Clonal hematopoiesis is a biological process in which a blood stem cell (the population that gives rise to a variety of blood cell types) acquires an advantageous mutation and outgrows neighboring cells. Clonal hematopoiesis is diagnosed when this mutation is present in 2% of all blood cells in a given individual. The advantageous mutations that drive clonal hematopoiesis are under positive selection, just like mutations in cancer genes which are responsible for the malignisation of cells.
Led by ICREA research professor Dr. Núria López-Bigas, scientists in the Biomedical Genomics lab at IRB Barcelona
have repurposed computational tools, initially designed within the field of cancer genomics, to pinpoint the genes driving clonal hematopoiesis. The rationale behind this strategy is that the development of both cancer and clonal hematopoiesis is subject to positive selection, and therefore, if properly adapted, tools and datasets used to identify cancer driver genes could also advance research in clonal hematopoiesis.
First, to identify somatic mutations in blood cells, the researchers inverted the methodology used in cancer, where the genome of blood cells of a cancer patient is used as a reference to identify the somatic mutations in the tumor sample. Instead, they carried out a "reverse calling", that is, they used the tumor genomes as references to identify somatic mutations present in blood cell genomes, which had been expanded due to clonal hematopoiesis. Applying the Integrative OncoGenomics (IntOGen) pipeline developed by the group, they then used these blood somatic mutations to identify genes under positive selection in clonal hematopoiesis.
Clonal hematopoiesis was first identified more than 60 years ago, but a full understanding of all genes capable of driving this disorder is still lacking. "In this work, we propose a new approach that could lead to the identification of the compendium of its driver genes, thus improving our understanding of the underlying mechanisms and contributing to the early detection of clonal hematopoiesis in the population," says Dr. Abel González-Pérez, an IRB Barcelona research associate who has co-led the project with Dr. López-Bigas.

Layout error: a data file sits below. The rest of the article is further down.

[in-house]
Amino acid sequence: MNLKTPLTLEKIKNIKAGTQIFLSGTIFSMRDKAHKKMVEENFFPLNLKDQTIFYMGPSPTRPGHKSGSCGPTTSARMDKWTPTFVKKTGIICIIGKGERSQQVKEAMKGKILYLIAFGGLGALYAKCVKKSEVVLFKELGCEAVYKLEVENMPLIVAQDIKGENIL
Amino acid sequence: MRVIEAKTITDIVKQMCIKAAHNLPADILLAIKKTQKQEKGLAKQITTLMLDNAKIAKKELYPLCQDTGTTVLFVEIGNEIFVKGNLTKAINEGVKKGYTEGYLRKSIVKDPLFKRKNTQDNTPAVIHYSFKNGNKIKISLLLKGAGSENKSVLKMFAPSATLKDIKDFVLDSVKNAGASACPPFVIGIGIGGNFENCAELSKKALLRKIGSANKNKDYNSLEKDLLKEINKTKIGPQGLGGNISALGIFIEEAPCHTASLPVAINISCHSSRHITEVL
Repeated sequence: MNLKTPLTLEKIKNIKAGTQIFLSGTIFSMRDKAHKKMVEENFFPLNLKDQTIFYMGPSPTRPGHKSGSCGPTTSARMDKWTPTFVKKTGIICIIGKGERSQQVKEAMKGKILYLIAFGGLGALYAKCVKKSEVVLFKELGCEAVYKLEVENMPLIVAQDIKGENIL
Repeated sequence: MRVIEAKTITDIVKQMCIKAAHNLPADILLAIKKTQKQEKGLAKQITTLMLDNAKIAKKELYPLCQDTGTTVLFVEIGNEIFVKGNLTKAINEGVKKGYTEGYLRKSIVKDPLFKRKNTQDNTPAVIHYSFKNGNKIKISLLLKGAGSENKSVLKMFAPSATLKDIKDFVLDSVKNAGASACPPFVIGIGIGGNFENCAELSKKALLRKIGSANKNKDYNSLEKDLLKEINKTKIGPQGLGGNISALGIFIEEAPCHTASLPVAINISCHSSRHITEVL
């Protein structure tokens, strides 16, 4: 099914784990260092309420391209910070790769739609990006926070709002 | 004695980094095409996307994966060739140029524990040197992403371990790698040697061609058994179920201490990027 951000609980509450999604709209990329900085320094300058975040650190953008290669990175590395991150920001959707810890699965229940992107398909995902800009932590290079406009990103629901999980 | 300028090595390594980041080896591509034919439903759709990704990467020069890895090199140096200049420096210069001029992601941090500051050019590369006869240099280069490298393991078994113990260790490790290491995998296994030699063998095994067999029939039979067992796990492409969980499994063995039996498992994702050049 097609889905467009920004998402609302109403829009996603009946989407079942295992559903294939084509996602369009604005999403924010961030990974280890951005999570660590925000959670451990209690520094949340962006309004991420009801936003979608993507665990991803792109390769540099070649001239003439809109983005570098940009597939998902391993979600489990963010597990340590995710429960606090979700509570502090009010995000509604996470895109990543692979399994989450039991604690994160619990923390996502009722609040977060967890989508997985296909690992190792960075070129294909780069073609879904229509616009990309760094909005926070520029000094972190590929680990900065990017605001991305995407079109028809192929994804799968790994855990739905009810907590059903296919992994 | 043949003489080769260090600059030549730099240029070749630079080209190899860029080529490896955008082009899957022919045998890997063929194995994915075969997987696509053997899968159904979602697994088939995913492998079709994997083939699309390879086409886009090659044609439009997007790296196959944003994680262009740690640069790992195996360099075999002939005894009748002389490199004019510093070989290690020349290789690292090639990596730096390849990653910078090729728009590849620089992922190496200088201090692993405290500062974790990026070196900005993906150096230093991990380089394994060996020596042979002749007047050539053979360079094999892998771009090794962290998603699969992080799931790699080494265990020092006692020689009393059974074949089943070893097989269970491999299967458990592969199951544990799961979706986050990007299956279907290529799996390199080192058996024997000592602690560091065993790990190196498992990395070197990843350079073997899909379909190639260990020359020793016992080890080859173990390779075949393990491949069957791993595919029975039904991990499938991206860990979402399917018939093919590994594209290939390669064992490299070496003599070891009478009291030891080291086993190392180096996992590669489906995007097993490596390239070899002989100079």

Clonal hematopoiesis as a global health issue
Clonal hematopoiesis is a process that is tightly linked to ag
eing, and cancer patients who have had chemotherapy treatment are also more likely to develop this condition.
"In previous work, we studied the evolution of blood cells under cancer treatment and we observed how, although the onset of clonal hematopoiesis occurs before exposure to chemotherapy, the treatment favors this process," explains Dr. Oriol Pich, first author of the study and IRB Barcelona Alumni, currently a postdoctoral researcher at the Francis Crick Institute in London.
Clonal hematopoiesis, despite not being a disease, increases the likelihood of developing blood malignancies and several cardiovascular conditions later in life. Early detection and subsequent monitoring are therefore key to the early and proper monitoring and management of related complications.
The Biomedical Genomics lab is now participating in two research projects assessing the impact of clonal hematopoiesis on the healthy population, specifically with regard to atherosclerosis and myocardial infarction.
The research was published in Nature Communications.